From Australia’s first Test cricket captain Dave Gregory, through to the current captain Ricky Ponting, Malcolm Knox’s new book tells the colourful story of how Australian cricket has evolved since its earliest days, how the captain has influenced or stood apart from that evolution, and how the captaincy itself has changed over time. [click to continue…]

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Seventh Time Lucky

A man stepped out from behind a rock. He looked decidedly friendly and identified himself without having to say a word – the Partisans’ red star on his cap said it all. “Jesus Christ!” I blurted out. “We’ve made it!”

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Martin Westley Takes a Walk

“People were supposed to remember who they were and where they lived. They were supposed to remember who loved them and who did not and where their grandmothers were born. [click to continue…]

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Chapter and Verse

This book brings together a selection of separately published short stories, plus some fragments of poetry, by award-winning editor and writer Peter Richardson,

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A Fraction of the Whole

Most of his life, Jasper Dean couldn’t decide whether to pity, hate, love, or murder his certifiably paranoid father, Martin, a man who overanalyzed anything and everything and imparted his self-garnered wisdom to his only son.

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Confessions and Memoirs

This book is the third issue of the annual Australian anthology of new writing. Best Stories Under the Sun, edited by Wilding and Myers.

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It started with the blind violinist – shot twice through the head at point-blank range in the alley outside his dingy restaurant.

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Head Over Heels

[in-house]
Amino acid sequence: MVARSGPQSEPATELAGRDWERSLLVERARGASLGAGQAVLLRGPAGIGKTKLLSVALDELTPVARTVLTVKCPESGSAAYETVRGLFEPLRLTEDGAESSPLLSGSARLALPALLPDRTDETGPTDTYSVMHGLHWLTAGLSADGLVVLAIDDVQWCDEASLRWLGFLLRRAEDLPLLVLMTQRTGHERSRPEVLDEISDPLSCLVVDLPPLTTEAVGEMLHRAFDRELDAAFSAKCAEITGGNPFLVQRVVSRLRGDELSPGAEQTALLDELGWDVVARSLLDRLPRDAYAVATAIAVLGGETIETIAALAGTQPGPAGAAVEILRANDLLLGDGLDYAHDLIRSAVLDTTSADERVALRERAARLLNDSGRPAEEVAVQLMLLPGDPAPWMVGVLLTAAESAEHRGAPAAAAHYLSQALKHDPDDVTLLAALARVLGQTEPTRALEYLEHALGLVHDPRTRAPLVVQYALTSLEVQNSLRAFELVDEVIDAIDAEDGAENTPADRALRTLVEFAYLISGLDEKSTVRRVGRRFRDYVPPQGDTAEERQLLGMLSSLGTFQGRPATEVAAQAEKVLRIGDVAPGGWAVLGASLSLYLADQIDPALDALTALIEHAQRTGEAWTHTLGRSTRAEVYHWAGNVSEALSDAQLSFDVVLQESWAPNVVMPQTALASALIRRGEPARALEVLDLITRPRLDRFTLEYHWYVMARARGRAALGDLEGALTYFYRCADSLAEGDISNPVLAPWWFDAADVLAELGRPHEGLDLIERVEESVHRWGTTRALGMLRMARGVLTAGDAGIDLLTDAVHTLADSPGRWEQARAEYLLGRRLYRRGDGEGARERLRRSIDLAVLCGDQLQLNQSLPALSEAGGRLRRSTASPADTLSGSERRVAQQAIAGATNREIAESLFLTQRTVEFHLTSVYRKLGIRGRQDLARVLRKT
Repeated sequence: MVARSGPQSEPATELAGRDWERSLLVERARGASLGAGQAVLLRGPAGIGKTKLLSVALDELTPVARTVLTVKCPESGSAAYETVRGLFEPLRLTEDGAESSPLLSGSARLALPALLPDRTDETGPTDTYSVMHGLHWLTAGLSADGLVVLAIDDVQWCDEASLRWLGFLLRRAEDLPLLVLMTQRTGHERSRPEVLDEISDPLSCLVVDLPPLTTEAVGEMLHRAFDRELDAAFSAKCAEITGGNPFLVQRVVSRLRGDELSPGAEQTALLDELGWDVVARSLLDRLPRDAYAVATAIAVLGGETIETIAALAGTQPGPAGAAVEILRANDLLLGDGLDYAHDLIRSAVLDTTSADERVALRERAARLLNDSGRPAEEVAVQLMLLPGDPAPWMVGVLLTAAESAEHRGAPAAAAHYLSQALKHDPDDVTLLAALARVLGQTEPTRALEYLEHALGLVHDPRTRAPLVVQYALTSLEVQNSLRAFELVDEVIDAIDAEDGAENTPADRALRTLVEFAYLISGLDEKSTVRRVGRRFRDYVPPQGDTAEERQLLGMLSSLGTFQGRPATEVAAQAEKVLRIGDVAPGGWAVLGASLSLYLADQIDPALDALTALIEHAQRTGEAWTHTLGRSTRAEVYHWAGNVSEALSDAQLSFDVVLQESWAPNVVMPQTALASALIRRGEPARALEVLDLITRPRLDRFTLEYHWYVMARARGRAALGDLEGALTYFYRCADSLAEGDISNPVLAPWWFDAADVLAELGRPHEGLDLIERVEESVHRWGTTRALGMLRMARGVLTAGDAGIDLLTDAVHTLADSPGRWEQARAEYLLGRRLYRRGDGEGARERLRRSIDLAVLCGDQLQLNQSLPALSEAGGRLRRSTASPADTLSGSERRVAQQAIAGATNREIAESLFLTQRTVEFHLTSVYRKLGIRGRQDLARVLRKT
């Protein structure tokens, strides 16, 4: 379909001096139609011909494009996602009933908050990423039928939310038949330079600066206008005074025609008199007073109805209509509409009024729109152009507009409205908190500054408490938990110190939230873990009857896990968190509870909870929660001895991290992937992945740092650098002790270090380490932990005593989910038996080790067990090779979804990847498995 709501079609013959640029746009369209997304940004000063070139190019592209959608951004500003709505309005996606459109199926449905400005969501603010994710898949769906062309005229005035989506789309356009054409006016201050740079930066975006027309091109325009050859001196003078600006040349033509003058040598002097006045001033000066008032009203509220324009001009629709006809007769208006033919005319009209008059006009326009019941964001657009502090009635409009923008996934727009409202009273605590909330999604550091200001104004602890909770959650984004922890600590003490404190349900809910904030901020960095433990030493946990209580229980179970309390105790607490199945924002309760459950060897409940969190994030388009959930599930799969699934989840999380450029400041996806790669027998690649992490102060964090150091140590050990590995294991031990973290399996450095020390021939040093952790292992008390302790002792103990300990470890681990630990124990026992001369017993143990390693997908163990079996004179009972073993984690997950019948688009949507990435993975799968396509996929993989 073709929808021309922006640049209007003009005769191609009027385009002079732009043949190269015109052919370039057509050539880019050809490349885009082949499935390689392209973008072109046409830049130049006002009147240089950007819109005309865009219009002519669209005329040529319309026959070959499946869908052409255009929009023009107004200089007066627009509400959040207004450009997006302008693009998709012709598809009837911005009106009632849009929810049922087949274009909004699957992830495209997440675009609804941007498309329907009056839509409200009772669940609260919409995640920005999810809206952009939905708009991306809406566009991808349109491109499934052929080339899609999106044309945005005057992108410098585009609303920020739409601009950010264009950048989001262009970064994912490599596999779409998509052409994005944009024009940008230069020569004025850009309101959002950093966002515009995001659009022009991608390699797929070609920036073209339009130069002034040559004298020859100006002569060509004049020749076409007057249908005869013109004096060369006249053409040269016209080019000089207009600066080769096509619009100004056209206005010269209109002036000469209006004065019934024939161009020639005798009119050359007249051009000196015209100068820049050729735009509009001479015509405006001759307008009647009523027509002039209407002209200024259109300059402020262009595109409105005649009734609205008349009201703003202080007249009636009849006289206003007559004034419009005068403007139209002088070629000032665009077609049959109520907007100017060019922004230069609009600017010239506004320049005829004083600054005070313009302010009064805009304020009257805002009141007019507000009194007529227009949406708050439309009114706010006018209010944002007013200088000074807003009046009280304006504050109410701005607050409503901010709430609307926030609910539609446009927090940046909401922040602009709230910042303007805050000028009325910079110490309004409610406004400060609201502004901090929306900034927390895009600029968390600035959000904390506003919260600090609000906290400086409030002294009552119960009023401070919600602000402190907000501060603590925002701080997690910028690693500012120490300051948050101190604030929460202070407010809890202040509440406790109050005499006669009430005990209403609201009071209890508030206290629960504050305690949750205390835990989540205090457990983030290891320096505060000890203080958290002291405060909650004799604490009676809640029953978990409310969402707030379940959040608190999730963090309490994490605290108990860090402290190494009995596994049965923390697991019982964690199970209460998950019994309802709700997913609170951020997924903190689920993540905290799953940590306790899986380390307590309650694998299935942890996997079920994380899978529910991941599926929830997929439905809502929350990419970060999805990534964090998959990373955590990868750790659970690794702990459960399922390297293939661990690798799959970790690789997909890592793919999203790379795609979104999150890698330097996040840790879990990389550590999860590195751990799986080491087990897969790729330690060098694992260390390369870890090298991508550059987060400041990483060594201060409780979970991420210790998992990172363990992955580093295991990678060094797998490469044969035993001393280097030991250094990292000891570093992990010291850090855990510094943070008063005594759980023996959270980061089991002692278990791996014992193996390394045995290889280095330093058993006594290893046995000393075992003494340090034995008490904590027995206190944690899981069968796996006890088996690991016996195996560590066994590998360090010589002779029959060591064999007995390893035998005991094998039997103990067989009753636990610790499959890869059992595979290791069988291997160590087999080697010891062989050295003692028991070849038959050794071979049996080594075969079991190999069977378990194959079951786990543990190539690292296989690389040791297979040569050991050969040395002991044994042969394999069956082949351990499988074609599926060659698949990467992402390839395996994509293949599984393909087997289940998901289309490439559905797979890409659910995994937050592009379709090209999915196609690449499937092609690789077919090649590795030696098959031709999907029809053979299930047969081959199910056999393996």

Sam Bailey wanted a life on the land just like his father. He had it all planned – he’d finish his education, have a few years in the big wide world and then return home to take the reins from his dad, get married and raise a family.

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The Ragged Thirteen

The Ragged Thirteen were expert horsemen and cattle-duffers, dines on cleanskin, indulged in rum and bare-knuckle fighting and recited the bush verse of Olgilvie and Barcroft Boake.

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End in Tears

A lump of concrete dropped deliberately from a little stone bridge over a relatively unfrequented road kills the wrong person. The driver behind is spared. But only for a while….

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Killing Superman

Now in his thirties in Brisbane, Scott Goodwin has spent half his life chasing a shadow superman, believing his apparently dead father is alive somewhere. Scott meets journalist Emily Duval who might help him.

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Keep the Branding Iron Hot

In 1950 Pat Underwood was given the chance of a lifetime. The legendary Tom Quilty offered him the management of his Bedford station in the East Kimberley.

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The Water Dreamers

The Water Dreamers is the story of the settlement of Australia: of the scarcity of water and the need to fill an imagined silence with the sounds of civilisation. From the moment the First Fleeters stepped ashore, water determined progress.